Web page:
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Get ready for the unexpected with a disaster go bag

Jolted awake at 3 a.m. by a neighbor’s urgent knocking, Aaron and Jacqueline Pate were greeted by a horrifying sight — flames encroached on their neighborhood amid thick smoke and ash from the wildfire that had been miles away when they went to bed.

“We grabbed the go bags, the kids, the dog and got in our cars and left,” said Aaron, of the fast-moving Woolsey fire that burned to within 100 feet of their Westlake Village, California, home in 2018.

It was the deadliest and most destructive wildfire season the state has on record, but it’s been followed by record-setting hurricanes, winter storms, and other extreme and abnormal weather events in one place after another. Experts expect that such natural disasters will only become more frequent.

“Having a personal preparedness plan increases your chances of staying safe,” according to a training program from the Columbia University’s National Center for Disaster Preparedness. Having supplies ready to go, it says, is one of the steps that provides “resilience to all types of emergencies.”

The Federal Emergency Management Agency (FEMA) recommends collecting what everyone in the household needs to survive for several days along with important documents into an easy-to-carry kit, often called a go bag.

The Pate family saw the value of these preparations. “Because we had go bags, we weren’t running around trying to pack things at the last minute,” said Jacqueline. “We had the time we needed to comfort our kids and get everyone safely into the car.”

The Pates credited the disaster-preparedness help they received as Jehovah’s Witnesses, both through periodic reminders at their congregation meetings and from tips for putting together go bags on the organization’s website, www.jw.org.

Just three miles east of the Pate’s residence, their fellow congregants Joseph and Chelsea San Roman also fled the Woolsey fire with their go bags. Although their home burned to the ground, Chelsea said they didn’t even consider staying behind in hopes of fighting the flames. “There was no way we were going to risk our safety for material things,” she said. “We were ready to leave it all behind.”

Go bags also have proven useful in the opposite circumstances as “stay bags.”

When February’s Winter Storm Uri left millions of Texans without heat, electricity, and running water, many go bags there saw their first-ever use outside of hurricane season.

Northwest Houston residents Dan and Rhiannon Muey’s advance preparation enabled them to shelter in place for days, even as many in their area braved treacherous road conditions to scour barren store shelves for supplies.

“Our hurricane ‘go bags’ became our winter storm ‘stay bags,’ but we were so glad we had them,” said Dan. “Instead of waiting in lines for hours to get basics like drinking water, we already had what we needed.”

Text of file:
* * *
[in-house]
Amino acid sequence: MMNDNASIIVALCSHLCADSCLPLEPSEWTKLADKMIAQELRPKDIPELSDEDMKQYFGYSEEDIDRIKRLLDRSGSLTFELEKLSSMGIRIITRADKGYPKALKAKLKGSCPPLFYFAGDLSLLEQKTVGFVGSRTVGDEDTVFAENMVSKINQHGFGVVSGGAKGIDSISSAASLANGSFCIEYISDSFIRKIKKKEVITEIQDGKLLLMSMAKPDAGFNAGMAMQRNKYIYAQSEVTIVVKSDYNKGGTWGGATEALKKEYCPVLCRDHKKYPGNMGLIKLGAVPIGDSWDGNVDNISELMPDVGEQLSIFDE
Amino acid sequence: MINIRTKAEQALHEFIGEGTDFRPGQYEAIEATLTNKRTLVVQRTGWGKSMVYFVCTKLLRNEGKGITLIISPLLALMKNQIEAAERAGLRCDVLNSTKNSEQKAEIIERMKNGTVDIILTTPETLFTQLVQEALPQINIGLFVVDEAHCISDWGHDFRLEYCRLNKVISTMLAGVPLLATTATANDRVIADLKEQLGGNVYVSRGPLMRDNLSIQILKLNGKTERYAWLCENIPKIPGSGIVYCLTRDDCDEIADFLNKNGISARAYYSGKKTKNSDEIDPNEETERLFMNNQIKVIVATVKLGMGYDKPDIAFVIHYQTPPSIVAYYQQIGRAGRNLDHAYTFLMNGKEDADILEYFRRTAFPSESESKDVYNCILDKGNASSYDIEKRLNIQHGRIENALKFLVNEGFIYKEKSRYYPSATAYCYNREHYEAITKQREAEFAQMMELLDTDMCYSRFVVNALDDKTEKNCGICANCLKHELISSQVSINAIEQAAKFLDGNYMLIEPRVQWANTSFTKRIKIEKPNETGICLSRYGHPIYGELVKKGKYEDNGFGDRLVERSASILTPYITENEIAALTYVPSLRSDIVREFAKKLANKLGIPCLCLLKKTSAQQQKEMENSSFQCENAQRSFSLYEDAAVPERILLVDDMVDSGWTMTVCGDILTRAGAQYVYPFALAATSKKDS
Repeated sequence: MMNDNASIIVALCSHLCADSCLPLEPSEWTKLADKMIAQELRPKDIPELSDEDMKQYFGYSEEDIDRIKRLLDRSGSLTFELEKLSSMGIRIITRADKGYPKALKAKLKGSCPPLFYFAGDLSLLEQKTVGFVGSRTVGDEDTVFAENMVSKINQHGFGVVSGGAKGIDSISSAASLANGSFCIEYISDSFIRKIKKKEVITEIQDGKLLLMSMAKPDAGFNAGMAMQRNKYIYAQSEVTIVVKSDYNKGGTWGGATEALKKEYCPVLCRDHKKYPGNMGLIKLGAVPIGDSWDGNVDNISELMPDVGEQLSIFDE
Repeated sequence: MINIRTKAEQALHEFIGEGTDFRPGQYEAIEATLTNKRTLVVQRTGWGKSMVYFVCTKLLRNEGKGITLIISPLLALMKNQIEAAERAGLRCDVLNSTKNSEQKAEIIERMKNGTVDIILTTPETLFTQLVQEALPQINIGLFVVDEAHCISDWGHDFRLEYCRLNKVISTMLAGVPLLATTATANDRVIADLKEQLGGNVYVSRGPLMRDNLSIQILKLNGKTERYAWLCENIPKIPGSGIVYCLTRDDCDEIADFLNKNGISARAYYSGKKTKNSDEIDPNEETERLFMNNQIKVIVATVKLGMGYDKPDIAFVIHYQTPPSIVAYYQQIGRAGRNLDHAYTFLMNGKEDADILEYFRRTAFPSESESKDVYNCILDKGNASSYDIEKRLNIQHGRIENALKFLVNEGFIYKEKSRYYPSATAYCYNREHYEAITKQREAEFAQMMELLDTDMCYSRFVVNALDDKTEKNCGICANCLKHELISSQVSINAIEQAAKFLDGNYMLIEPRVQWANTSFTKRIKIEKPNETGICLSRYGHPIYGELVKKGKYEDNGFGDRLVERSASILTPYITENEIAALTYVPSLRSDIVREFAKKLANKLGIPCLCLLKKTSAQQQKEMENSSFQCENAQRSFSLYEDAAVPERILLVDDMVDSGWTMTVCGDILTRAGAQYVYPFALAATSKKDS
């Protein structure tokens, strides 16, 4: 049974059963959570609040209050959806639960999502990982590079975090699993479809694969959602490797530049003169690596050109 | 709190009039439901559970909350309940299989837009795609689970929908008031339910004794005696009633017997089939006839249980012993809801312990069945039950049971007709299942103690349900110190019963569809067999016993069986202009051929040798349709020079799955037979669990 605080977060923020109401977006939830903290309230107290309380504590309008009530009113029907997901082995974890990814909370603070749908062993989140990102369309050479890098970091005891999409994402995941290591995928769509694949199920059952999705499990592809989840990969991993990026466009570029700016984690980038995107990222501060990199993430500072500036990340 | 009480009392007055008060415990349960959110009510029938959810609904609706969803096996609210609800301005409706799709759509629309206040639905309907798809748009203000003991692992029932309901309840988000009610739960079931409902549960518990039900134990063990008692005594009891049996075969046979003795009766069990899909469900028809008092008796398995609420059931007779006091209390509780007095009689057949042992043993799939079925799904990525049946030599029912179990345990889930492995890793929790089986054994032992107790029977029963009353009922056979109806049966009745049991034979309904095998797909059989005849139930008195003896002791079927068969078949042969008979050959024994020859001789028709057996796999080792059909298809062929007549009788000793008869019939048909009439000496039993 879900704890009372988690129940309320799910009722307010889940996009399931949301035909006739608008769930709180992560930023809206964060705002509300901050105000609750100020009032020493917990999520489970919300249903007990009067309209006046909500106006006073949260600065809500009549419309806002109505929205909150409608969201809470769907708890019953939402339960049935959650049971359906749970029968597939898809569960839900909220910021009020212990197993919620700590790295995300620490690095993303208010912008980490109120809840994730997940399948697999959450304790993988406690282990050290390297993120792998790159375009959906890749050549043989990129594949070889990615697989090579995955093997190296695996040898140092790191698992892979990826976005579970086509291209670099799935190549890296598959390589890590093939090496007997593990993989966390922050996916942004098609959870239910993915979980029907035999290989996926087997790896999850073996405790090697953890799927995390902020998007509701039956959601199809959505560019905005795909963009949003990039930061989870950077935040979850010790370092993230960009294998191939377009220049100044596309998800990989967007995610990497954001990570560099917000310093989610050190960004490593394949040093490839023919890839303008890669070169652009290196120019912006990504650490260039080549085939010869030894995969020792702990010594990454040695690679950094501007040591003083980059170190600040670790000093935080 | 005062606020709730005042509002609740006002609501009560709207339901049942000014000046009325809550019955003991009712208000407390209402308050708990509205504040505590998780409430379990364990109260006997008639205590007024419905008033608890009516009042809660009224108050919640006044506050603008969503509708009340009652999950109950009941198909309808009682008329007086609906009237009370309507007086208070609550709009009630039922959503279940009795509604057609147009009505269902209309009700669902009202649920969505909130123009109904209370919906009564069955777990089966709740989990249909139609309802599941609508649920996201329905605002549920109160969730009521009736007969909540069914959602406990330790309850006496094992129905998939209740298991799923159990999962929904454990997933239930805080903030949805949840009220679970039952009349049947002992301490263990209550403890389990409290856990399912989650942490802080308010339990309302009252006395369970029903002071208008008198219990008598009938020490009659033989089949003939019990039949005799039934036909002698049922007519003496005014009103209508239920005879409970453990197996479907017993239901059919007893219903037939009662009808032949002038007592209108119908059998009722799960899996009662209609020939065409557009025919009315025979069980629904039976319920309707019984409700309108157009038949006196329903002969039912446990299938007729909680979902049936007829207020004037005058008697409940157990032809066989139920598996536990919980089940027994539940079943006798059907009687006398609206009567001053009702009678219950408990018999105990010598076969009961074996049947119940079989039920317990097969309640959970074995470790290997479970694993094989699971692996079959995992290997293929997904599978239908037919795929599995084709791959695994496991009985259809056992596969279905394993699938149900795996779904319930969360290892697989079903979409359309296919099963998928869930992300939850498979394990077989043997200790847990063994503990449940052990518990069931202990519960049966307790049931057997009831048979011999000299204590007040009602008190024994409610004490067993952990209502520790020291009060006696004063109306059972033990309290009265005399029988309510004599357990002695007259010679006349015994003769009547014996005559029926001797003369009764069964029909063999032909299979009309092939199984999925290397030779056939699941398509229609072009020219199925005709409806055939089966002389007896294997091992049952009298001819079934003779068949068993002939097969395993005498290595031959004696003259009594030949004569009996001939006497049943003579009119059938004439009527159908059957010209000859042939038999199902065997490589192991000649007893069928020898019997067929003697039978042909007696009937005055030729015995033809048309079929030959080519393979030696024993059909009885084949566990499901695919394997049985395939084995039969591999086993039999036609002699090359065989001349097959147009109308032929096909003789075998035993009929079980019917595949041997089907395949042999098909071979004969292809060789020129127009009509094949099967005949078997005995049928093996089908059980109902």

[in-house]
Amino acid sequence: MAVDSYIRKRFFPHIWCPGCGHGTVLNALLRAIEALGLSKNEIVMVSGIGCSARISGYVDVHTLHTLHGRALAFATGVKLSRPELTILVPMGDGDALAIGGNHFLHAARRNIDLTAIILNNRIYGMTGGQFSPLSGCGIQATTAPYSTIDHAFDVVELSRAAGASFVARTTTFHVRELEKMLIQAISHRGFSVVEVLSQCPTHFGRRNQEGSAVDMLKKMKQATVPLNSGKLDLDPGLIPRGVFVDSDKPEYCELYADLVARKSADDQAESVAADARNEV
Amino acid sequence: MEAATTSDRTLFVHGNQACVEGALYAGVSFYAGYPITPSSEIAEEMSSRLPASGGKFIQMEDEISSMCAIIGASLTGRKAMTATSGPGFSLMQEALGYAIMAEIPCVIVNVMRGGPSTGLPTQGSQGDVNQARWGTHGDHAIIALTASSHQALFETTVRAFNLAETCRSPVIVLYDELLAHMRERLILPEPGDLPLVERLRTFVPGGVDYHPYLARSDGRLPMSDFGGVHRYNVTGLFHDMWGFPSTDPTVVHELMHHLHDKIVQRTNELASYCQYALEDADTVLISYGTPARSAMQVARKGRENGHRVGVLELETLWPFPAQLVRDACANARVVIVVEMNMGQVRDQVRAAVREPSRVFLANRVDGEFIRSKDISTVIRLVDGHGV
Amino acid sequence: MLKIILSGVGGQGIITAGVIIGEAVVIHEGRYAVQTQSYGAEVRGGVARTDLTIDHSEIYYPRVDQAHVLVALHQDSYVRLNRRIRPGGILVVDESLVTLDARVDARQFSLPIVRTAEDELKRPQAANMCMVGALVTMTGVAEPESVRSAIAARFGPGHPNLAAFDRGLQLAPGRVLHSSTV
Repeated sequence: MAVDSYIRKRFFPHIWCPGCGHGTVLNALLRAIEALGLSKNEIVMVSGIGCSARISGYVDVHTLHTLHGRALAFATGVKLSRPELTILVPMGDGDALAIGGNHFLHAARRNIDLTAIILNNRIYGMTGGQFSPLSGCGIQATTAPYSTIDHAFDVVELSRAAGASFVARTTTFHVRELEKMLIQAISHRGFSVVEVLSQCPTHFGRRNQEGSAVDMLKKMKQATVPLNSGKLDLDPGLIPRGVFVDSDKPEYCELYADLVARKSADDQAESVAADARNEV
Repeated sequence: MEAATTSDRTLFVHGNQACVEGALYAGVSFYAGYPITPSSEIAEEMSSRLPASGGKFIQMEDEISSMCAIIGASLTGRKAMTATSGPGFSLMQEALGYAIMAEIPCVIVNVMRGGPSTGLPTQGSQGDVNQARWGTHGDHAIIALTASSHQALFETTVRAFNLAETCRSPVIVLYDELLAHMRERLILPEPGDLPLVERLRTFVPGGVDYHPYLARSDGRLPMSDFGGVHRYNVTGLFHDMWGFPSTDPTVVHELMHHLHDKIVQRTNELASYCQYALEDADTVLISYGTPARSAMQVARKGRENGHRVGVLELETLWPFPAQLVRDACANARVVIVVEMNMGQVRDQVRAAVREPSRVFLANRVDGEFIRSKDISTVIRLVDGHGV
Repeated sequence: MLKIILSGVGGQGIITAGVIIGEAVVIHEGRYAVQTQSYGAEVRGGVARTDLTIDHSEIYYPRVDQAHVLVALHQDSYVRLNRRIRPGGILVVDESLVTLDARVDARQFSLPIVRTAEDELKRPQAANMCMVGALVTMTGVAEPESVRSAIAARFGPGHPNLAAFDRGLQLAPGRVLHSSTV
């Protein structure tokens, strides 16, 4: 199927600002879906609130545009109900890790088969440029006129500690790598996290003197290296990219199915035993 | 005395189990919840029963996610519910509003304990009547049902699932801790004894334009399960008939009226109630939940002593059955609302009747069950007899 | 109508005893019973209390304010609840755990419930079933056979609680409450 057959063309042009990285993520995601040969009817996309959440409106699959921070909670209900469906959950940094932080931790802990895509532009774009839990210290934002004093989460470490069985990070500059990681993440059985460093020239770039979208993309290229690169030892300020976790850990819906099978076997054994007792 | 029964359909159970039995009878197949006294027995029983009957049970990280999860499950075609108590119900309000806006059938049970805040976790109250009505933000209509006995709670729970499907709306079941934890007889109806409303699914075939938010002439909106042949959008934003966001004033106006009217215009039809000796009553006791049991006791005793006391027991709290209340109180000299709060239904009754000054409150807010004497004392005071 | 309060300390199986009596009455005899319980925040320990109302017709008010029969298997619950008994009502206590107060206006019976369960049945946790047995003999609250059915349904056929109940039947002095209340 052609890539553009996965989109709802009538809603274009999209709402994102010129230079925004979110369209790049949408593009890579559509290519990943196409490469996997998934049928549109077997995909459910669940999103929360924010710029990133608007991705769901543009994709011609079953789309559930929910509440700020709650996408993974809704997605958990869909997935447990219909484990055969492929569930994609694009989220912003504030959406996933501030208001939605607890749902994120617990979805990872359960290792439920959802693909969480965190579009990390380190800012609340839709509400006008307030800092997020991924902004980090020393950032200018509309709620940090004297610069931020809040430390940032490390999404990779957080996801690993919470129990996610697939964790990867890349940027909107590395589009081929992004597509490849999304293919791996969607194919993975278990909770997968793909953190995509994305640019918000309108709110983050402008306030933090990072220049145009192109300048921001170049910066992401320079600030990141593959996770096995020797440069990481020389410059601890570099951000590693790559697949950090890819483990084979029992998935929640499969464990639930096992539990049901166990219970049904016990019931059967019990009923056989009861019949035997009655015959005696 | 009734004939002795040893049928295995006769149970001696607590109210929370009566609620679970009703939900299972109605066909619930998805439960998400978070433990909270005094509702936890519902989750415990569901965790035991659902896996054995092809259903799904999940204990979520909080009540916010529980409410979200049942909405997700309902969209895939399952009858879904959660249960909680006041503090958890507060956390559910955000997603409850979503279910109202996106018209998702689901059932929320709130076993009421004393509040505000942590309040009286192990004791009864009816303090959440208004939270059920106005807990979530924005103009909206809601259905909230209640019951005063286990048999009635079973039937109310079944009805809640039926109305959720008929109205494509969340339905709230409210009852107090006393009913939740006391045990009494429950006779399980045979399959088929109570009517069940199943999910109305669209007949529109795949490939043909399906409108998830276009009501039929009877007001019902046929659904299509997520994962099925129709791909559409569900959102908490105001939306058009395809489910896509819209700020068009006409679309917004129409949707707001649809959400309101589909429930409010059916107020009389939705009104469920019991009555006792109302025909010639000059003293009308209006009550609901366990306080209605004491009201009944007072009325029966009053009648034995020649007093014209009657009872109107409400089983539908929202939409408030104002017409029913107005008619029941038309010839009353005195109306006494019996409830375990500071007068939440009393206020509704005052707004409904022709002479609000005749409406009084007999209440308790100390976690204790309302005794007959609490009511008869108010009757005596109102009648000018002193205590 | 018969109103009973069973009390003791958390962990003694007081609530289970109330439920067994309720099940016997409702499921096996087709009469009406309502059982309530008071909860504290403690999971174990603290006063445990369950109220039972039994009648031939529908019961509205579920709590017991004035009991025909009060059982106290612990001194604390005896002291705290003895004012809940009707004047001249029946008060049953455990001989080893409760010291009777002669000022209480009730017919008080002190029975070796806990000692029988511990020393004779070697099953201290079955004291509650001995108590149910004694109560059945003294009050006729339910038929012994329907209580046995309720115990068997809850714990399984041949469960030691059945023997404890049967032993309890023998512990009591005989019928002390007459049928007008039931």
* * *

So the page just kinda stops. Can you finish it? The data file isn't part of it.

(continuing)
Emergency kits provide not just practical but emotional value as well.

Lake Charles, Louisiana, residents Matthew and Daisy Gauthier regularly sit down with daughters Madison, 17, and Sadie, 15, to review and replenish the family’s emergency supplies. “We don’t look at it as a chore,” said Matthew. “It’s quality time we can spend together. We look over jw.org‘s list of suggested items, and if we’re missing something, we add it.”

The Gauthiers’ efforts paid off last August, relieving stress as they prepared to evacuate ahead of Hurricane Laura.

Being prepared meant the Gauthier family could leave the area before the evacuation order was issued. “Having our go bags allowed us to act faster,” said Matthew. “If we had to start from scratch and say, ‘OK, we need this, we need that,’ it would’ve slowed us down a lot.”

Two days later, Laura made landfall as a deadly Category 4 storm with the strongest hurricane winds recorded in Louisiana in over 150 years.

Another Lake Charles family, the Rinis, returned after the storm to find that their go bags had unexpected post-storm practicality.

The Rinis’ property sustained only minor damage. Still, with no power or water and days of cleanup ahead, the family made immediate use of their emergency supply kit. “We questioned including many of those items when we first packed them,” admitted mom Ashley. “But within the first 36 hours, we used over half of our go bags’ contents: cash for gas, a flashlight, duct tape, matches, bug spray, water, extra clothes, batteries, and so many other things.”

Today, these ‘ready bags’ occupy a place of honor in the Rini home: their own shelf by the door. To anyone who has not yet assembled a go bag, 10-year-old Arden solemnly said: “You might not think you need one, but trust me—you really do!”

Disaster-preparedness suggestions and tips for putting together a go bag are available from FEMA at ready.gov and from Jehovah’s Witnesses at https://www.jw.org/en/library/magazines/awake-no5-2017-october/disaster-steps-that-can-save-lives/.

 

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